Other than the rain, and a confusing start, the downwind run to Widbey was uneventful. We kept pace, meaning we sailed to our rating or better. The last couple of miles not so much, which was entirely on me. We should have gybed west to stay in the wind like most everyone else had done. Our inside drop of the kite went well and we elected to keep the #1 up for the return trip to Shilshole.
However, the wind speed kept building and building until we were well into the 20’s, gusting to 30, and risking the health of the #1. Being a bit light on crew we had trouble furling and decided to duck into Kingston to try and get it rolled up. Unfortunately things did not go well and we ended up not being able to complete the task. With the rain and the wind, and our growing realization of being dead last in class, we decided to tuck in under the dodger and sail home on the main.
Next race we will be ready with all the “first race of the season” problems sorted out. At least we didn’t break anything this year! That’s an improvement over last year.
Let’s hope sailing remains a place to focus on the good things in life. I know I need a place like that. Getting more and more projects done for this year. The plan is to do more cruising in between the racing. This image was taken in January and it looks so inviting. You can’t tell it is about 34 degrees. Won’t be long before the new dodger is ready, a new drifter arrives and the bottom paint is refreshed. March is the official start of the sailing season for Kinetics.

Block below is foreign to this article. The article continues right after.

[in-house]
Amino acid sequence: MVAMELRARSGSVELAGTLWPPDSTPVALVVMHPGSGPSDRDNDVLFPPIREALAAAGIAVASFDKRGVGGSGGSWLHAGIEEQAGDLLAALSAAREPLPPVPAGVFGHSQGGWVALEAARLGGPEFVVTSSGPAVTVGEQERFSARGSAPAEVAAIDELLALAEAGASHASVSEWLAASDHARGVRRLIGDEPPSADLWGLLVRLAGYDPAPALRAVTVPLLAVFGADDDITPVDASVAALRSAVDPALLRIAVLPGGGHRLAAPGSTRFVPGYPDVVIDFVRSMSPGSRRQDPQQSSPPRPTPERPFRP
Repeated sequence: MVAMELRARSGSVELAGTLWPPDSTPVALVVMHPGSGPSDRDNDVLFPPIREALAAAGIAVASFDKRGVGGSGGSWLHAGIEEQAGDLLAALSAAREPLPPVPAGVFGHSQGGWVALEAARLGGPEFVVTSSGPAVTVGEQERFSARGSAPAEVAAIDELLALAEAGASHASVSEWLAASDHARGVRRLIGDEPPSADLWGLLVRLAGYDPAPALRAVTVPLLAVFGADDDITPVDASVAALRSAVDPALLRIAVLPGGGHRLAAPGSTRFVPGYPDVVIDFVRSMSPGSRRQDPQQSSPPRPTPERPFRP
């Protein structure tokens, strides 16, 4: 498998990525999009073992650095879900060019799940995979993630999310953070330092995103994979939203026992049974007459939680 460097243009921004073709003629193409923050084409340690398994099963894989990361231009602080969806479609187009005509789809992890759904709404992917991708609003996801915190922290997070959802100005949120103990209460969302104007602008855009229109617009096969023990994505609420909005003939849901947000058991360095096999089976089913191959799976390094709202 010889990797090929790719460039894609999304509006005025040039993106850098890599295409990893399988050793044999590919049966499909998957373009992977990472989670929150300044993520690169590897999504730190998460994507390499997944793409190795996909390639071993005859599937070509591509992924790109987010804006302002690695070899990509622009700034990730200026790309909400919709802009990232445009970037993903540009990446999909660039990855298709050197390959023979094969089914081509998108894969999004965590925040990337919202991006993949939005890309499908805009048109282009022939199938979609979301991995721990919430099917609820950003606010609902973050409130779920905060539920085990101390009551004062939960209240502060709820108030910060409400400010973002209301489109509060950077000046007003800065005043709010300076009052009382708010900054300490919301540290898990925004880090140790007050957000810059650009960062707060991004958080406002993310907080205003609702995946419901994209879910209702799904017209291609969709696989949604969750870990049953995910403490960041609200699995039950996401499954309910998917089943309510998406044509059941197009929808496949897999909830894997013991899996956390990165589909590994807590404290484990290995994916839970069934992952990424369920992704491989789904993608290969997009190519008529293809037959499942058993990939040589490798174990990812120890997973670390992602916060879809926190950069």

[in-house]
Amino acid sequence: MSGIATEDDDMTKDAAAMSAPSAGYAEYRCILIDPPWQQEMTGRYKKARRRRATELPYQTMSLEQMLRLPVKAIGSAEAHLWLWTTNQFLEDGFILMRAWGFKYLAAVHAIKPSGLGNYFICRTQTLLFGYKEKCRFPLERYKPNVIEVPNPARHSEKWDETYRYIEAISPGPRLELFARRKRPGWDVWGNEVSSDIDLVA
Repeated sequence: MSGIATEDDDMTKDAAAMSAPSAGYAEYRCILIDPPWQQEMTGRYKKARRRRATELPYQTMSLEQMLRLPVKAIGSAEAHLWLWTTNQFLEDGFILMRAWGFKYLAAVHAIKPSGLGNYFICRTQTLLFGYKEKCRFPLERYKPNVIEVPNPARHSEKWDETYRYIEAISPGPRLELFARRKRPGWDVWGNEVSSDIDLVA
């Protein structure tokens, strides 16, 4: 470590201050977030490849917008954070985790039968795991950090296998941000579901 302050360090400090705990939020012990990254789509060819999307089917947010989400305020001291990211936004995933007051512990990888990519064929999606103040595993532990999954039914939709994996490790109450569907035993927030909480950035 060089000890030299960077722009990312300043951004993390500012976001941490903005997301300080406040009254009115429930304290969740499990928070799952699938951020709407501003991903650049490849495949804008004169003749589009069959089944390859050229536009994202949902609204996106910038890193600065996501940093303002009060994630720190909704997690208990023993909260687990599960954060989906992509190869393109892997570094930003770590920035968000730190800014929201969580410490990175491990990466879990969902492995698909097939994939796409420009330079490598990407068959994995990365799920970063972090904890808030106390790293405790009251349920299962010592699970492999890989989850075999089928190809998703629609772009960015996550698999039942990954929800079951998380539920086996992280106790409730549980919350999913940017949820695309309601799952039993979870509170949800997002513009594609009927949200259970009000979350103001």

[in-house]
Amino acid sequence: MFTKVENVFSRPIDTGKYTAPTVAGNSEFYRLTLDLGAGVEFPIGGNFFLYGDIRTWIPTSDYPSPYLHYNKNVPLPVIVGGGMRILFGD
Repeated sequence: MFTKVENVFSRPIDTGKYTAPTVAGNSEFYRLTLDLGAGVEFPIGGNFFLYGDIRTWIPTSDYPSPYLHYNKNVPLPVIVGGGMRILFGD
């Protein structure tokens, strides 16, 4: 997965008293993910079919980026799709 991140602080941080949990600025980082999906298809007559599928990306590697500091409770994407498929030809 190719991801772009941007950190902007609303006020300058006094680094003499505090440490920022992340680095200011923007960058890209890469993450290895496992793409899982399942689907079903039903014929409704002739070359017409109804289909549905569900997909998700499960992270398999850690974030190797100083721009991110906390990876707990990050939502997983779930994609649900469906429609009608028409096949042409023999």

Did the Seattle Boat Show of course. My visits the past couple years are very focused. I make a direct course for the vendors I need to see. The show felt like a near duplicate of last year though. Garmin had a new chart plotter with dedicated physical controls. After using a hybrid Raymarine unit for a while I’m thinking touch screen is not all that useful in the cockpit of a sailboat under difficult conditions. Down below they are fine but in cold, wet, pitching seas kind of weather, they don’t really work very well. At least not for me.
I’m starting to think about needing a new anchor windlass. The one I have works but is wearing out and a poor fit for the boat. This one looked like a better solution but I couldn’t get anyone to talk to me. They were more interested in selling someone lights. I wasn’t buying anyway.
I spent some of my boat show time looking at new boats. I think boat designers and builders are getting smarter in some designs. I saw quite a few nice features that actually contributed to efficiency, safety or performance. It might have just been my choice in boats but it was nice to see these things happening. I loved hanging around on the Farr 60 Pilothouse that Swiftsure Yachts had at the dock. It was fun to hear everyone coming on board say “wow”. Way too much boat for most people but for world cruising, if you can afford the upkeep, it would be a fine way to go.